It was clear how much the orchestra and its management values the program, and what an integral part of the orchestra’s activities Zukunft@BPhil is. Cathy explained that the program had been set up by Music Director Sir Simon Rattle, and that his stamp is all over the design and implementation of the activities. Clearly the orchestra sees its investment as vital, with five staff working with Cathy and an international reach, as evidenced by the REMIX Mahler activity being run with Year 11 and 12 students in Sydney during the orchestra’s tour. The two-week creative project involved improvisation, composition and musical exploration through the music of Mahler. The project culminated in the students performing their work at the Sydney Opera House alongside the Berlin Philharmonic, a truly amazing opportunity.
Following Cathy’s presentation, the Executive Director of the Major Performing Arts Board of the Australia Council, Tony Grybowski, spoke informally with the group. He updated participants on issues such as the appointment of a new federal Minister for the Arts and his staff and advisers, where the funding model review is up to, and ways that orchestras can best articulate their needs and issues to government and funding bodies. Words that stood out included ‘relevance’, ‘vision’, ‘artistic leadership’ and ‘renewal’. Tony answered a range of questions and joined participants for lunch.
In the afternoon, the groups separated to consider issues of individual relevance. The Artistic Administrators, with representatives from the six symphony orchestras plus the Australian Chamber Orchestra and Auckland Philharmonia, discussed sharing educational product, pooling resources for collaborative commissioning of composers, ways forward with commercial engagements and ways to jointly market and promote their activities. SSI’s Artist Services Manager, Alison Saunders, updated the group on recent changes in the immigration process, best practice in issuing contracts and itineraries, research into ways to share information digitally and airline carry-on baggage policies that have recently been affecting violinists.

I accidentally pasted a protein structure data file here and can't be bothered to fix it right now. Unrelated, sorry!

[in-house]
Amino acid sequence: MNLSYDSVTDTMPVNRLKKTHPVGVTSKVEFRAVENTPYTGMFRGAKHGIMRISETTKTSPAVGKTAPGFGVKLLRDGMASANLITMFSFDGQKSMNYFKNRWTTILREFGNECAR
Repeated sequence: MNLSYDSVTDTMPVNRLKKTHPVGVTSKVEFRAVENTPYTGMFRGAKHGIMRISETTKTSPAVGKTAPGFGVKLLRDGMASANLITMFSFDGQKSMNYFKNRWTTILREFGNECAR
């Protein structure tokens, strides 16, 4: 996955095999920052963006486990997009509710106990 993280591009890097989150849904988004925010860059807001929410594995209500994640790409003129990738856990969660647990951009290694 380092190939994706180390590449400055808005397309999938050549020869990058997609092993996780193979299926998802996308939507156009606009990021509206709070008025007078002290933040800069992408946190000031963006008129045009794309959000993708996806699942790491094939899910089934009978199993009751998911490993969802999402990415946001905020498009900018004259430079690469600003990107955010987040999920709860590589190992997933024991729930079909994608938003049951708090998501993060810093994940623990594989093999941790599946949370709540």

Meanwhile, the CEOs had representatives from those same orchestras, plus the Canberra and Darwin Symphony Orchestras, Orchestra Victoria, the Australian Opera and Ballet Orchestra and the Melbourne Chamber Orchestra. They discussed industrial relations and sharing of information, how orchestras can best support each other, interesting models of employment around the world and an update on the situation for orchestras and other music organisations in the UK and US, given different but equally worrisome financial and funding situations in both of those countries.Participants then stayed on to enjoy a drink together, and many headed off to hear the magnificent Berlin Philharmonic perform its opening night concert to a full house at the Sydney Opera House.
Feedback from participants of all Summits has indicated that the events were extremely productive and beneficial.
It is anticipated that the CEO and Artistic Administrator groups will meet annually in this format, while other groups will be convened on a biennial or triennial basis. SSI is investigating the demand for Summits involving Orchestra Managers, Education Managers, Marketing and Publicity staff and so on. The sky’s the limit when it comes to sharing information! Already the Librarians have decided to meet again in 2012, this time in Melbourne. We look forward to sharing the outcomes of that meeting with you in due course.